Spanna 55 or 58? The answer and seals on the beach

You may remember a post from more than two years ago on a bottle of Vallana Spanna 1958 that my good buddy, wine writer and WSJ editor, Jeff Grocott and I shared for our fortieth birthdays. The wine was fantastic — fresh, with lively acidity and fruit, a real treat. Last night, I had the great fortune to pour and to taste the 1955 with our good friend and Jaynes Gastropub regular John G, who graciously tasted me, Jayne, and Jon on the wine (as we say in the wine biz, using the dative form of first person singular, for you linguist geeks). Jayne and Jon have some crazy stuff on their reserve list (be sure to ask them or me about it next time you visit) and this beauty showed gloriously. As much as I enjoyed the 58 back in New York with Jeff, I have to say that the 55 showed better (and is generally considered the slightly superior of the two spectacular vintages for Piedmont). Had it been topped off with young wine at some point? I’m sure it had. Was it recorked (and maybe even rebottled) recently? Probably not so recently, given the mold I found under the capsule. Was it a stunningly delicious wine, with vibrant fruit and acidity, and that ineffable lightness that traditional Nebbiolo attains when vinified and aged in a traditional manner? Well, I think you get the picture… If not, see the photo above.

When my shift ended, Jayne and Jon graciously let me pop a bottle of the 2004 Vino Nobile di Montepulciano by Sanguineto I had brought in my wine bag. My pairing? The Jaynes Burger, obviously. Man, I am just so crazy about this wine — a traditional, old-school expression of Sangiovese (in this case, known as Prugnolo Gentile), with smaller amounts of Mammolo and Canaiolo. Classic red fruit flavors, Nadia Comăneci balance between acidity, fruit, and tannin (Benoit, who shared the bottle with me, agreed). I’ve squirreled away another bottle to share with Tracie B (maybe over camaronillas — deep-fried corn tortillas stuffed with Pacific Ocean shrimp — at Bahia Don Bravo, my lovely?) when we come back out in a few weeks for the San Diego Natural Wine Summit at Jaynes August 9. Check out the wines we’ll be pouring here.

Jumping on a plane now to get back to Tracie B in Austin (it’s been two days too long since I’ve seen her) but here’s a quick vid I shot this morning of the seals outside of mama Judy’s place in La Jolla:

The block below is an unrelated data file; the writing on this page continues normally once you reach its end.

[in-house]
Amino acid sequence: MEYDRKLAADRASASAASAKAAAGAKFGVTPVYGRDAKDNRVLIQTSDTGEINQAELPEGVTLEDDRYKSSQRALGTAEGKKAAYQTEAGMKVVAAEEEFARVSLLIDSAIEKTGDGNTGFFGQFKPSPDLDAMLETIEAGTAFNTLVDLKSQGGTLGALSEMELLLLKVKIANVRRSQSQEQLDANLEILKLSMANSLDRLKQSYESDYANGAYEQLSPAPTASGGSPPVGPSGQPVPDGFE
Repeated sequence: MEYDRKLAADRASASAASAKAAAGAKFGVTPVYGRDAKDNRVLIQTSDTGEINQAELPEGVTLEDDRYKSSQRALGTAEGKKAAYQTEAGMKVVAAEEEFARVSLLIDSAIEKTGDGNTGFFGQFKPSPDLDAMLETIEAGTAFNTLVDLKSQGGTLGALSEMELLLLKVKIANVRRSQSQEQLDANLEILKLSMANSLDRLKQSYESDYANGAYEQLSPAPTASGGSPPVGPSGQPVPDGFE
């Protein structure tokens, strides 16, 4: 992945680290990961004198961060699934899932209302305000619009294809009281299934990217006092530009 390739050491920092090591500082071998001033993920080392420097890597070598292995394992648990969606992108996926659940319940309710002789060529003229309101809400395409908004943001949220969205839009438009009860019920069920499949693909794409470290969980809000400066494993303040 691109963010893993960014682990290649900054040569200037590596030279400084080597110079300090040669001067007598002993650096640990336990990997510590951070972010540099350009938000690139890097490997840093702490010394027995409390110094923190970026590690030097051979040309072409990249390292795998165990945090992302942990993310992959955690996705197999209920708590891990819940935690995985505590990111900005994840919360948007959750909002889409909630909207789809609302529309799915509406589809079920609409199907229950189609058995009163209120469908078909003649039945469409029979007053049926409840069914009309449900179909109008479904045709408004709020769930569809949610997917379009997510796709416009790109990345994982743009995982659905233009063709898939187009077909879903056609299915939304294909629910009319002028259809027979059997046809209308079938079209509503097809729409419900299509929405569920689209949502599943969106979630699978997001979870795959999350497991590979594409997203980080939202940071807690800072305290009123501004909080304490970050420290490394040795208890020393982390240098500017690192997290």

A favorite Chianti at Bahia

Above: Dora was in the kitchen the other night at Bahia and the food was just smoking good! The best chile relleno I’ve ever had there.

Last Sunday, Tracie B and Jayne and Jon and I headed over to Bahia Don Bravo in Bird Rock (La Jolla) for some corkage a la acapulqueña. (Tracie B was in town for a lil’ Southern California weekend.)

Jon brought an obligatory bottle of López de Heridia 1989 Tondonia white, always so good at Bahia, and I brought a bottle of one of my favorite wines to pair with Mexican food, with any food really, Selvapiana 2006 Chianti Rufina. Franco is a big fan of Selvapiana as well: the wine is traditional in style, 100% Sangiovese, very fresh and bright in the mouth. I love the way its acidity and natural fruit flavor marry with the intense flavors of Dora’s cooking. And it costs around $22 at the La Jolla BevMo.

Dora’s camaronillas were excellent that night, a classic in her acapulqueño repertoire.

The vineyards of Chianti Rufina (pronounced ROO-fee-nah, btw, with the ictus on the first syllable) lie above 400 meters (perfect for growing Sangiovese) and the wines have a distinctive freshness thanks to the temperature variation (warm summer days but cool nights). Check it out…

Camaronillas and Cornas

Here’s a little photo essay of Sunday night 2004 Chablis by La Chablisienne and sunset and then 2001 Les Méjeans Cornas by Jean-Luc Colombo and camaronillas at Bahia Don Bravo in Bird Rock. Salvador and Roberto have been really cool about letting me bring my own wine and the other night they turned me on to a dish I’ve never had there: camaronillas — grilled corn tortillas wrapped around jumbo shrimp and then deep fried. The camaronillas are then dressed with shredded cabbage, lettuce, fresh salsa, shredded cheese, and a light mayonnaise sauce. Salvador explained that camaronillas is a cognate of camarones (shrimp) and quesadilla (a tortilla stuffed with cheese). Salvador said that it’s a specialty of his home state Guerrero.

Bahia was packed when we got there so we walked down to Calumet Park, broke out our stemware and 2004 Chablis by Chablisienne and watched the sunset.

The point you see in the distance is Bird Rock, the surf break that gives Bird Rock its name.

We shared a glass of 2001 Les Méjeans Cornas by Jean-Luc Colombo with this foxy lady.

Camaronillas are my new favorite dish at Bahia and they paired well with the rich Cornas. The mouthfeel of the fried shrimp, in particular, went well with the meatiness of the excellent wine.

I love Dora: she’s the chef at Bahia. She’s not there every night, but, man, when she is, look out!